Turns out the CEO of Sindyanna is Hadas Lahav, whom I knew from when I did translations for Challenge Magazine back when it was published in Jerusalem! (www.hanitzotz.com/challenge). She was finishing something up and under some pressure of time. We did chat briefly. She recognized me, but thought she knew me from Women in Black in Tel Aviv and apparently didn’t recall that I’d been a volunteer translator for Challenge for several years in the nineties. I sat around for a while while Rachel finished her work, and then I realized that if I joined them for their end-of-season restaurant meal in Nazareth, I’d never make it back to Tel Aviv on time. I also didn’t feel all that welcome, even though Rachel had invited me and Hadas assumed I was joining them. They dropped me off at the bus stop, and I was really lucky in that the bus I needed came within about 5 minutes. Even so, it was a touch after four by the time I got to Tel Aviv, and nearly five when I reached the building housing the Zochrot offices. There were no signs indicating Zochrot’s whereabouts, however, and I couldn’t even see a way to get up to the fourth floor. So I phoned, got Voice Mail, and left a message that was never returned.
Then I started heading in the direction E and D had told me would lead me to the location of the Pappe talk. The best part of the evening was that I stumbled on this wonderful little restaurant with a very limited menu, but offering one of my favourites–humus and foul together–for just 10 NIS. It was super yummy, and came with some kind of tasty sauce on top, pickles and two hefty, thick pitot. There followed a bit of a comedy of errors, with my getting directions from E and D, writing them on my napkin, losing the napkin, calling back, and being told I needed to turn on HaCharoshet street, which no longer exists. That is, the street still exists, but not under that name (David insists that his map is just fine, but this street name appears to have been change quite a while ago, as no one local that I asked had ever heard that name; I eventually found one sign with the old name in parentheses–and another landmark he mentioned had also vanished).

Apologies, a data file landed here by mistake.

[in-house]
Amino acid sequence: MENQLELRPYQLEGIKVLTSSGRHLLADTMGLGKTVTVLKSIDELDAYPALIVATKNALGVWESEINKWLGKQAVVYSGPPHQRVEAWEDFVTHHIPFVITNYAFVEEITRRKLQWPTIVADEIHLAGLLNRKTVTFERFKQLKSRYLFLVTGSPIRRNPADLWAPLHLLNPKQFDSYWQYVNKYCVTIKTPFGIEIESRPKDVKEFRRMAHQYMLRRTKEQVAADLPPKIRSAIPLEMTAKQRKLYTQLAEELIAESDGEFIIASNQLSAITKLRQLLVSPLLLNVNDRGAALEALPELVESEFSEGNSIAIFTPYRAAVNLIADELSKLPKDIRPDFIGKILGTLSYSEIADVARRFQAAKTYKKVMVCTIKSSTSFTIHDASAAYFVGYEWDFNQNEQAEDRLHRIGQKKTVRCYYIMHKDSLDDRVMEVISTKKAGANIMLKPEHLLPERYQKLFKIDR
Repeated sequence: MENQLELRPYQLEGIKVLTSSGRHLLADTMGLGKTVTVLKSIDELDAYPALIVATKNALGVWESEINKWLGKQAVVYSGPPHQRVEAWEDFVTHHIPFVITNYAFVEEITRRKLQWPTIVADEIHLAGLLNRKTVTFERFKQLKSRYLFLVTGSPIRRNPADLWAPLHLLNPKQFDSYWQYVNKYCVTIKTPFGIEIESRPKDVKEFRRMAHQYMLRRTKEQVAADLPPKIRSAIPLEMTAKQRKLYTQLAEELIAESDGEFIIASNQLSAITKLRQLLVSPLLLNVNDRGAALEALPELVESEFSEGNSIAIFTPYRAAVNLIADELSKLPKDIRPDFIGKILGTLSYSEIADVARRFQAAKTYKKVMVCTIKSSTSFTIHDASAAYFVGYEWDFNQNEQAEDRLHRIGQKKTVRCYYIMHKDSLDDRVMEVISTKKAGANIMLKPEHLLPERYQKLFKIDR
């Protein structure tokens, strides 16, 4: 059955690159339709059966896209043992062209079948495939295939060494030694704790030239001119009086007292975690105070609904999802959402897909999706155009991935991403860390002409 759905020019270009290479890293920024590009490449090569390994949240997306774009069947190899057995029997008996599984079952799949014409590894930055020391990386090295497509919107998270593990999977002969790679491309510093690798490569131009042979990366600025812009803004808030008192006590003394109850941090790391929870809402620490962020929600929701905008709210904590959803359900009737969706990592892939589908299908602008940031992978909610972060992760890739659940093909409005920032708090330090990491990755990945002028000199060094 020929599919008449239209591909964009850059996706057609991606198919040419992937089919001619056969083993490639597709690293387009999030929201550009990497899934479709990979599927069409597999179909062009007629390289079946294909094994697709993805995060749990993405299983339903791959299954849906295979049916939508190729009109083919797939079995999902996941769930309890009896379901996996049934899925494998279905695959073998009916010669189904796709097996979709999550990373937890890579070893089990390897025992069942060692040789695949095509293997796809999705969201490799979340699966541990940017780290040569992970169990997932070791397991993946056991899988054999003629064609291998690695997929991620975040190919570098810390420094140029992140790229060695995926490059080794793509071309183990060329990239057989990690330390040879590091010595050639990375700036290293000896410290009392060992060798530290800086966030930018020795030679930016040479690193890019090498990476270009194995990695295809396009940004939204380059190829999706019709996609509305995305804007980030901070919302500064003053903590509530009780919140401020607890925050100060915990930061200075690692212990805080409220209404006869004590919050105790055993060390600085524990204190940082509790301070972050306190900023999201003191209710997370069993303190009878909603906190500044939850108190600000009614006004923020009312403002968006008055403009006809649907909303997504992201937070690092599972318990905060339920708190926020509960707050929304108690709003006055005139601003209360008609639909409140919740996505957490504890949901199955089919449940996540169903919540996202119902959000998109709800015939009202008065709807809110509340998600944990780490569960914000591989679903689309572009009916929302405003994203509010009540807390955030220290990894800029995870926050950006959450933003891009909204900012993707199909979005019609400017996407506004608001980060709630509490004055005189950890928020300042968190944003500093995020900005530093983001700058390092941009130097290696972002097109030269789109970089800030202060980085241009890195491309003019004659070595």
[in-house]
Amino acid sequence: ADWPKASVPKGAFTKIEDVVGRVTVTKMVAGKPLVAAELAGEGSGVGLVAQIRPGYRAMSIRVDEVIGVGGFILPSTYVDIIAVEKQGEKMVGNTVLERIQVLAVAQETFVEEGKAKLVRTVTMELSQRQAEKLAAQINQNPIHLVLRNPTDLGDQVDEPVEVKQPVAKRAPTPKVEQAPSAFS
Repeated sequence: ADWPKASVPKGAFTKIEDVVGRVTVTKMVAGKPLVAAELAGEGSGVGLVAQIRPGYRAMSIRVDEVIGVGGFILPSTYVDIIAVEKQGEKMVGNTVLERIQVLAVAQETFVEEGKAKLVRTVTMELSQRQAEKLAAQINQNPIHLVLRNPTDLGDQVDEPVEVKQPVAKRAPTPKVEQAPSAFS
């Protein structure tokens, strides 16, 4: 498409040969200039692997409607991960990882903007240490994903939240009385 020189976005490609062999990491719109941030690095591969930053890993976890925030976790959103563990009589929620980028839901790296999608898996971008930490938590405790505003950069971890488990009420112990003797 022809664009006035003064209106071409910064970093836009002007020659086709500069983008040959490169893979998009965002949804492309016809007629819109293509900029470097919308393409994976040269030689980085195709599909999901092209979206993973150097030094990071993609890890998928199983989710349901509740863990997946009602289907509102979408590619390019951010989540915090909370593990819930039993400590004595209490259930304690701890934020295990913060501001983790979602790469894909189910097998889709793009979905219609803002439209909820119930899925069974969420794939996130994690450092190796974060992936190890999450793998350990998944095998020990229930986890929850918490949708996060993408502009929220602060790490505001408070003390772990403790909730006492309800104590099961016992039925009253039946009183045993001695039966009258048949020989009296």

When I finally arrived at the place, there was no sign of an impending talk by a well-known figure, and when no one but me had arrived by 5 minutes before the talk was scheduled to start, I called E and D again, and they checked again, and reported that the venue was actually in the Zochrot offices! Elana then told me how to find the correct entrance to that maze of building , and up I went to the 4th floor, only to find, again, no signage AT ALL! Only signs indicating that most of the inhabitants of the floor were either travel agents or law offices. After going up and down several hallways, I called E and D again, at which point Elana gave me a room number (which hadn’t been on the announcement), and I found one more hallway, which ended in the number (400) – et voila, the talk was in progress.
Interestingly, it was quite a young group, which bodes well for the future of this group, but meant I didn’t see anyone I knew except for Mahmoud Muna from the Educational Bookshop in East Jerusalem (www.educationalbookshop.com) ! All the 20 or so chairs were occupied, Mahmoud and a couple others were sitting on the floor, but I knew my back would not be pleased if I joined them there. I found a place to stand only to realize I was right behind one of the volunteer translators who wasn’t aware that when you translate for the person next to you, your voice should be pitched so as not to reach much beyond that person. I found I couldn’t focus on either the Hebrew or the English, which competed at similar volume, and since I saw that the event was being filmed by folks with professional-looking equipment, and determined to contact zochrot (www.zochrot.org) to find out where the vid would be posted–AND LEFT.
* Benyamina – a town near the Mediterranean coast between Tel Aviv and Haifa, with hot, muggy summer weather, unlike the higher and dryer Jerusalem area.